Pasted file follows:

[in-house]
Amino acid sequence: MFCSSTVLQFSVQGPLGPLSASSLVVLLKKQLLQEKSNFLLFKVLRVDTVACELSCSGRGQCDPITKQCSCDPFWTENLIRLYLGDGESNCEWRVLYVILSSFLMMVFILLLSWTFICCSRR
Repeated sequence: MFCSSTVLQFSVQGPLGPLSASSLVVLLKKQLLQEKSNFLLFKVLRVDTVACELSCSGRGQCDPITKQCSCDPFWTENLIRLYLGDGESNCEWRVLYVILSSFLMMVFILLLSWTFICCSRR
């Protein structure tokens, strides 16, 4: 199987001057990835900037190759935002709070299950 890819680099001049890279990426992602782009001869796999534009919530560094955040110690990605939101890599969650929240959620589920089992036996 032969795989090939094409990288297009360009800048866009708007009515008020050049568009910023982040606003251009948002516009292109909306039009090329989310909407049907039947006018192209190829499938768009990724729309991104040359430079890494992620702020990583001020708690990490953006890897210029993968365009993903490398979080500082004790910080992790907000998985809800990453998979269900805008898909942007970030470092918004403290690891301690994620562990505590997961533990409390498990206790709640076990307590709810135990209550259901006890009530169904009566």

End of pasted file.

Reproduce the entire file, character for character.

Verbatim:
[in-house]
Amino acid sequence: MFCSSTVLQFSVQGPLGPLSASSLVVLLKKQLLQEKSNFLLFKVLRVDTVACELSCSGRGQCDPITKQCSCDPFWTENLIRLYLGDGESNCEWRVLYVILSSFLMMVFILLLSWTFICCSRR
Repeated sequence: MFCSSTVLQFSVQGPLGPLSASSLVVLLKKQLLQEKSNFLLFKVLRVDTVACELSCSGRGQCDPITKQCSCDPFWTENLIRLYLGDGESNCEWRVLYVILSSFLMMVFILLLSWTFICCSRR
């Protein structure tokens, strides 16, 4: 199987001057990835900037190759935002709070299950 890819680099001049890279990426992602782009001869796999534009919530560094955040110690990605939101890599969650929240959620589920089992036996 032969795989090939094409990288297009360009800048866009708007009515008020050049568009910023982040606003251009948002516009292109909306039009090329989310909407049907039947006018192209190829499938768009990724729309991104040359430079890494992620702020990583001020708690990490953006890897210029993968365009993903490398979080500082004790910080992790907000998985809800990453998979269900805008898909942007970030470092918004403290690891301690994620562990505590997961533990409390498990206790709640076990307590709810135990209550259901006890009530169904009566």